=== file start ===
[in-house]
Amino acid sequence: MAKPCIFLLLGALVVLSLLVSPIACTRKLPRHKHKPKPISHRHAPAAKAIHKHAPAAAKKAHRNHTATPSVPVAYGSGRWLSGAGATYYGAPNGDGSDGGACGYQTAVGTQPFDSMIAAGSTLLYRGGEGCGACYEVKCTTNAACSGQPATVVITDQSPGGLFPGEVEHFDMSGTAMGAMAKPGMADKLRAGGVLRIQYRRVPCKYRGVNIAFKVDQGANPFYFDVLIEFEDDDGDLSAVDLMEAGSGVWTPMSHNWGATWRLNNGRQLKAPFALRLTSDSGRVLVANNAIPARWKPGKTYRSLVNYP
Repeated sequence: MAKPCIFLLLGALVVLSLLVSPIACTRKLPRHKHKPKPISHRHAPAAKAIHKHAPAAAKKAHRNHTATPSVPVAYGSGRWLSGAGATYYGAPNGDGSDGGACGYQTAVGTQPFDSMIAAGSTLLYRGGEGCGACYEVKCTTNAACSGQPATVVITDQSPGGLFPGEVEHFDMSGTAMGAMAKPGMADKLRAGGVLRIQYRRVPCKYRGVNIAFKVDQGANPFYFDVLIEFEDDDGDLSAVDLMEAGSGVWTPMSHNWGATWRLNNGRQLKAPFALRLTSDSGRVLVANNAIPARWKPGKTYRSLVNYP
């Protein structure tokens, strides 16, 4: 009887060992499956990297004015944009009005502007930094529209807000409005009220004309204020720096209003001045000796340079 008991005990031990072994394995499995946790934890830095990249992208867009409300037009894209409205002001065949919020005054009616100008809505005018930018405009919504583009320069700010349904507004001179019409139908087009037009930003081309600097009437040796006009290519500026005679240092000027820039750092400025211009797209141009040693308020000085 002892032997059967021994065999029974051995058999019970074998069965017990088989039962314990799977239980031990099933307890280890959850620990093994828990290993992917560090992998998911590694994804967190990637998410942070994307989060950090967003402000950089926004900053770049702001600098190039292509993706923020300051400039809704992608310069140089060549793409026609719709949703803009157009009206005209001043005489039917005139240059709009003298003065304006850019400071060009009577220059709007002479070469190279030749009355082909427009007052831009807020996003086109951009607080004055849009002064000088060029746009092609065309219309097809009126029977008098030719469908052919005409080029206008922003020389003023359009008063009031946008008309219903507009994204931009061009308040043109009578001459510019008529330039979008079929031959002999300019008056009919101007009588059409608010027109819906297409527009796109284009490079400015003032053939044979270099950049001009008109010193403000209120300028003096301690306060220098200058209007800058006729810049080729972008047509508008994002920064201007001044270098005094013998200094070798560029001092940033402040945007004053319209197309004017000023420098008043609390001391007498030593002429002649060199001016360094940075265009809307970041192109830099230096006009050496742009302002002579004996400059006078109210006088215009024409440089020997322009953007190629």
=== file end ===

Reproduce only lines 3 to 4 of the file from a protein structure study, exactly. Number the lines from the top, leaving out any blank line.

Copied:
Repeated sequence: MAKPCIFLLLGALVVLSLLVSPIACTRKLPRHKHKPKPISHRHAPAAKAIHKHAPAAAKKAHRNHTATPSVPVAYGSGRWLSGAGATYYGAPNGDGSDGGACGYQTAVGTQPFDSMIAAGSTLLYRGGEGCGACYEVKCTTNAACSGQPATVVITDQSPGGLFPGEVEHFDMSGTAMGAMAKPGMADKLRAGGVLRIQYRRVPCKYRGVNIAFKVDQGANPFYFDVLIEFEDDDGDLSAVDLMEAGSGVWTPMSHNWGATWRLNNGRQLKAPFALRLTSDSGRVLVANNAIPARWKPGKTYRSLVNYP
């Protein structure tokens, strides 16, 4: 009887060992499956990297004015944009009005502007930094529209807000409005009220004309204020720096209003001045000796340079 008991005990031990072994394995499995946790934890830095990249992208867009409300037009894209409205002001065949919020005054009616100008809505005018930018405009919504583009320069700010349904507004001179019409139908087009037009930003081309600097009437040796006009290519500026005679240092000027820039750092400025211009797209141009040693308020000085 002892032997059967021994065999029974051995058999019970074998069965017990088989039962314990799977239980031990099933307890280890959850620990093994828990290993992917560090992998998911590694994804967190990637998410942070994307989060950090967003402000950089926004900053770049702001600098190039292509993706923020300051400039809704992608310069140089060549793409026609719709949703803009157009009206005209001043005489039917005139240059709009003298003065304006850019400071060009009577220059709007002479070469190279030749009355082909427009007052831009807020996003086109951009607080004055849009002064000088060029746009092609065309219309097809009126029977008098030719469908052919005409080029206008922003020389003023359009008063009031946008008309219903507009994204931009061009308040043109009578001459510019008529330039979008079929031959002999300019008056009919101007009588059409608010027109819906297409527009796109284009490079400015003032053939044979270099950049001009008109010193403000209120300028003096301690306060220098200058209007800058006729810049080729972008047509508008994002920064201007001044270098005094013998200094070798560029001092940033402040945007004053319209197309004017000023420098008043609390001391007498030593002429002649060199001016360094940075265009809307970041192109830099230096006009050496742009302002002579004996400059006078109210006088215009024409440089020997322009953007190629």